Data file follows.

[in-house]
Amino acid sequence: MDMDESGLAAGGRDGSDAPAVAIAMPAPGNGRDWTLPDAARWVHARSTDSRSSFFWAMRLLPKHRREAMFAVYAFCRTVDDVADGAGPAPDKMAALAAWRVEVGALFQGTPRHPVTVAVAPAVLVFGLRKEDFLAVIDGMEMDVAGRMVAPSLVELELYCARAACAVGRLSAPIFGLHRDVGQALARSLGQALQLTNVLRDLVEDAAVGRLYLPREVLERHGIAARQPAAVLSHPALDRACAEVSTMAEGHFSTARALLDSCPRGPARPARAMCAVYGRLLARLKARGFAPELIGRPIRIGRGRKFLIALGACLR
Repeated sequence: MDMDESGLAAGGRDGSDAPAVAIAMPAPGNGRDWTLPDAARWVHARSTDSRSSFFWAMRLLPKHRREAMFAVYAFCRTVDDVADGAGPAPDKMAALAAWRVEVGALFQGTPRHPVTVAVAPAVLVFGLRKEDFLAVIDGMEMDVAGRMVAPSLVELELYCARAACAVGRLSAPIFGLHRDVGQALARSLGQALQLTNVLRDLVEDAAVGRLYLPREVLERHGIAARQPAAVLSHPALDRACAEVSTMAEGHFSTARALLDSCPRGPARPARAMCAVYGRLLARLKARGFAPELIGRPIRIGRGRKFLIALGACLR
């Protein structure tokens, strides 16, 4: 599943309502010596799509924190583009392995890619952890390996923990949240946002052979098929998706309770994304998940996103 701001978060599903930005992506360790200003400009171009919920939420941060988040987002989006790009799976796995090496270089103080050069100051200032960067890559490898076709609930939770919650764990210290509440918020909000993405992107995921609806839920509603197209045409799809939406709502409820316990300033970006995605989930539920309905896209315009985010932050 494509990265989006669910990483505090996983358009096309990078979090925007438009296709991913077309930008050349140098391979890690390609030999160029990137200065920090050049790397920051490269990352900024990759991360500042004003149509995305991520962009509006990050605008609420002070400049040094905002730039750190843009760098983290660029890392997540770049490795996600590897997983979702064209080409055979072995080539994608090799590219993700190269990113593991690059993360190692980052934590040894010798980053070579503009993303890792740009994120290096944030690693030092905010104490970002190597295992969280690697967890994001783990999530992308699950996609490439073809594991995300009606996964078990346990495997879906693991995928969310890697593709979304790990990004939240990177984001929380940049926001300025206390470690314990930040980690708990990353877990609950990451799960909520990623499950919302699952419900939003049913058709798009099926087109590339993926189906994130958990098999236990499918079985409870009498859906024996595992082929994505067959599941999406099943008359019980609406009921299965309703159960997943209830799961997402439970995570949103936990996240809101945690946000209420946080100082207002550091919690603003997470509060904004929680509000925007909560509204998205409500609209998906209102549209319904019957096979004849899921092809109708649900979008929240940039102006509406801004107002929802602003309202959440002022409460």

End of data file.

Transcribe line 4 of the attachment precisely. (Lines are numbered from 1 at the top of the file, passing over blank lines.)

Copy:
């Protein structure tokens, strides 16, 4: 599943309502010596799509924190583009392995890619952890390996923990949240946002052979098929998706309770994304998940996103 701001978060599903930005992506360790200003400009171009919920939420941060988040987002989006790009799976796995090496270089103080050069100051200032960067890559490898076709609930939770919650764990210290509440918020909000993405992107995921609806839920509603197209045409799809939406709502409820316990300033970006995605989930539920309905896209315009985010932050 494509990265989006669910990483505090996983358009096309990078979090925007438009296709991913077309930008050349140098391979890690390609030999160029990137200065920090050049790397920051490269990352900024990759991360500042004003149509995305991520962009509006990050605008609420002070400049040094905002730039750190843009760098983290660029890392997540770049490795996600590897997983979702064209080409055979072995080539994608090799590219993700190269990113593991690059993360190692980052934590040894010798980053070579503009993303890792740009994120290096944030690693030092905010104490970002190597295992969280690697967890994001783990999530992308699950996609490439073809594991995300009606996964078990346990495997879906693991995928969310890697593709979304790990990004939240990177984001929380940049926001300025206390470690314990930040980690708990990353877990609950990451799960909520990623499950919302699952419900939003049913058709798009099926087109590339993926189906994130958990098999236990499918079985409870009498859906024996595992082929994505067959599941999406099943008359019980609406009921299965309703159960997943209830799961997402439970995570949103936990996240809101945690946000209420946080100082207002550091919690603003997470509060904004929680509000925007909560509204998205409500609209998906209102549209319904019957096979004849899921092809109708649900979008929240940039102006509406801004107002929802602003309202959440002022409460």